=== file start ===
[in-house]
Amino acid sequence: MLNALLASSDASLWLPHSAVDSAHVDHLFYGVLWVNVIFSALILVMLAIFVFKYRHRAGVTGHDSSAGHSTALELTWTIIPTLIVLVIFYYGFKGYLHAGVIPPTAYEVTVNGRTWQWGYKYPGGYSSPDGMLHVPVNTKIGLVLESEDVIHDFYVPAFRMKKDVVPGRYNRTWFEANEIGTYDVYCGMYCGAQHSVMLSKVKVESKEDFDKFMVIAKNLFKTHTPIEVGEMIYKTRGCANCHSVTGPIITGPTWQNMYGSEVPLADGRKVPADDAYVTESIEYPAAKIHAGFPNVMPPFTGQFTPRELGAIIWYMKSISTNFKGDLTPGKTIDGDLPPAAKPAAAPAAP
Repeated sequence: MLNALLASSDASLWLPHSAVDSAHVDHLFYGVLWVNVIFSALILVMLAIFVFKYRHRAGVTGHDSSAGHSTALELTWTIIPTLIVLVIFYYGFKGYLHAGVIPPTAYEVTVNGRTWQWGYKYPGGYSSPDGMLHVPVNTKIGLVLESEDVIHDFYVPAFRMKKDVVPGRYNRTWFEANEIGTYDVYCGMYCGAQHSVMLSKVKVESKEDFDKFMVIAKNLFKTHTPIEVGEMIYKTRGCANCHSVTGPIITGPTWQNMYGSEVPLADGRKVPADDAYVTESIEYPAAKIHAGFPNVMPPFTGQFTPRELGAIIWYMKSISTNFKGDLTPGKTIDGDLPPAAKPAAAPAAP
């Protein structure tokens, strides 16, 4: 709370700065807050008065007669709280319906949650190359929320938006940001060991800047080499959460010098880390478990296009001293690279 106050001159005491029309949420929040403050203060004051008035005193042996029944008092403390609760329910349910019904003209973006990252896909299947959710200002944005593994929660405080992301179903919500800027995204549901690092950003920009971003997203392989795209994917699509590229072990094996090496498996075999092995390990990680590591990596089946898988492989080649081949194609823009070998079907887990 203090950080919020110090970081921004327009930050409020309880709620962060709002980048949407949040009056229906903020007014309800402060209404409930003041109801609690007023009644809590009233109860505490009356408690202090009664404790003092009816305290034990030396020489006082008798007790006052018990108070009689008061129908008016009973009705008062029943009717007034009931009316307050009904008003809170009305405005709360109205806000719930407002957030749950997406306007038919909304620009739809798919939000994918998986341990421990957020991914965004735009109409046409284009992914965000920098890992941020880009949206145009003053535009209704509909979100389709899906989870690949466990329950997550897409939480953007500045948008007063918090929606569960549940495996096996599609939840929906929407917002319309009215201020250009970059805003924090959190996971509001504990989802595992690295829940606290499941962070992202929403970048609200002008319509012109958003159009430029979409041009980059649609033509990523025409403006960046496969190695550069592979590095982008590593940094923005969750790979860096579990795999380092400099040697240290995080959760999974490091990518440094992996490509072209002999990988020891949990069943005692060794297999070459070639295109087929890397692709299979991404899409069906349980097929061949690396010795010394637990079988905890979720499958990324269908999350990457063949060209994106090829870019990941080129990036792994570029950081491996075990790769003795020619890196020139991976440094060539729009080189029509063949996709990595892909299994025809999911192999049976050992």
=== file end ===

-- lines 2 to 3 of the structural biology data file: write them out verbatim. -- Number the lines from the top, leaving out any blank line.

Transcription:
Amino acid sequence: MLNALLASSDASLWLPHSAVDSAHVDHLFYGVLWVNVIFSALILVMLAIFVFKYRHRAGVTGHDSSAGHSTALELTWTIIPTLIVLVIFYYGFKGYLHAGVIPPTAYEVTVNGRTWQWGYKYPGGYSSPDGMLHVPVNTKIGLVLESEDVIHDFYVPAFRMKKDVVPGRYNRTWFEANEIGTYDVYCGMYCGAQHSVMLSKVKVESKEDFDKFMVIAKNLFKTHTPIEVGEMIYKTRGCANCHSVTGPIITGPTWQNMYGSEVPLADGRKVPADDAYVTESIEYPAAKIHAGFPNVMPPFTGQFTPRELGAIIWYMKSISTNFKGDLTPGKTIDGDLPPAAKPAAAPAAP
Repeated sequence: MLNALLASSDASLWLPHSAVDSAHVDHLFYGVLWVNVIFSALILVMLAIFVFKYRHRAGVTGHDSSAGHSTALELTWTIIPTLIVLVIFYYGFKGYLHAGVIPPTAYEVTVNGRTWQWGYKYPGGYSSPDGMLHVPVNTKIGLVLESEDVIHDFYVPAFRMKKDVVPGRYNRTWFEANEIGTYDVYCGMYCGAQHSVMLSKVKVESKEDFDKFMVIAKNLFKTHTPIEVGEMIYKTRGCANCHSVTGPIITGPTWQNMYGSEVPLADGRKVPADDAYVTESIEYPAAKIHAGFPNVMPPFTGQFTPRELGAIIWYMKSISTNFKGDLTPGKTIDGDLPPAAKPAAAPAAP